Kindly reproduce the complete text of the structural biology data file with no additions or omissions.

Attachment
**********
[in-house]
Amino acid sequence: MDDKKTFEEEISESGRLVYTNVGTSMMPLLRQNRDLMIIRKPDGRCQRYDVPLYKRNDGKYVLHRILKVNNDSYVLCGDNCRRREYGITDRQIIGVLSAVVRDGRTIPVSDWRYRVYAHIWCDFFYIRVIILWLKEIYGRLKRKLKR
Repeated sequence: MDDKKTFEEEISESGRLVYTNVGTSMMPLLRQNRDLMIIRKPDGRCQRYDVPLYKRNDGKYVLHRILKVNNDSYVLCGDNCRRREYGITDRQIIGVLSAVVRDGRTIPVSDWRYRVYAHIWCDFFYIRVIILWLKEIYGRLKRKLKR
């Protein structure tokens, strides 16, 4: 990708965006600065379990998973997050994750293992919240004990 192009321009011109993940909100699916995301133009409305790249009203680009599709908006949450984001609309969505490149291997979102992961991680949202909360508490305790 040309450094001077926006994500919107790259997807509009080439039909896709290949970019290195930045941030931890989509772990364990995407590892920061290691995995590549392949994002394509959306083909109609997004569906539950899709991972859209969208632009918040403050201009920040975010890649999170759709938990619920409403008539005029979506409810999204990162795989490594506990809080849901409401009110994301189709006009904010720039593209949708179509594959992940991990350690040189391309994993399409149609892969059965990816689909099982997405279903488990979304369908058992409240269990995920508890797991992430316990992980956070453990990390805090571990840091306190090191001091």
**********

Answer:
[in-house]
Amino acid sequence: MDDKKTFEEEISESGRLVYTNVGTSMMPLLRQNRDLMIIRKPDGRCQRYDVPLYKRNDGKYVLHRILKVNNDSYVLCGDNCRRREYGITDRQIIGVLSAVVRDGRTIPVSDWRYRVYAHIWCDFFYIRVIILWLKEIYGRLKRKLKR
Repeated sequence: MDDKKTFEEEISESGRLVYTNVGTSMMPLLRQNRDLMIIRKPDGRCQRYDVPLYKRNDGKYVLHRILKVNNDSYVLCGDNCRRREYGITDRQIIGVLSAVVRDGRTIPVSDWRYRVYAHIWCDFFYIRVIILWLKEIYGRLKRKLKR
């Protein structure tokens, strides 16, 4: 990708965006600065379990998973997050994750293992919240004990 192009321009011109993940909100699916995301133009409305790249009203680009599709908006949450984001609309969505490149291997979102992961991680949202909360508490305790 040309450094001077926006994500919107790259997807509009080439039909896709290949970019290195930045941030931890989509772990364990995407590892920061290691995995590549392949994002394509959306083909109609997004569906539950899709991972859209969208632009918040403050201009920040975010890649999170759709938990619920409403008539005029979506409810999204990162795989490594506990809080849901409401009110994301189709006009904010720039593209949708179509594959992940991990350690040189391309994993399409149609892969059965990816689909099982997405279903488990979304369908058992409240269990995920508890797991992430316990992980956070453990990390805090571990840091306190090191001091």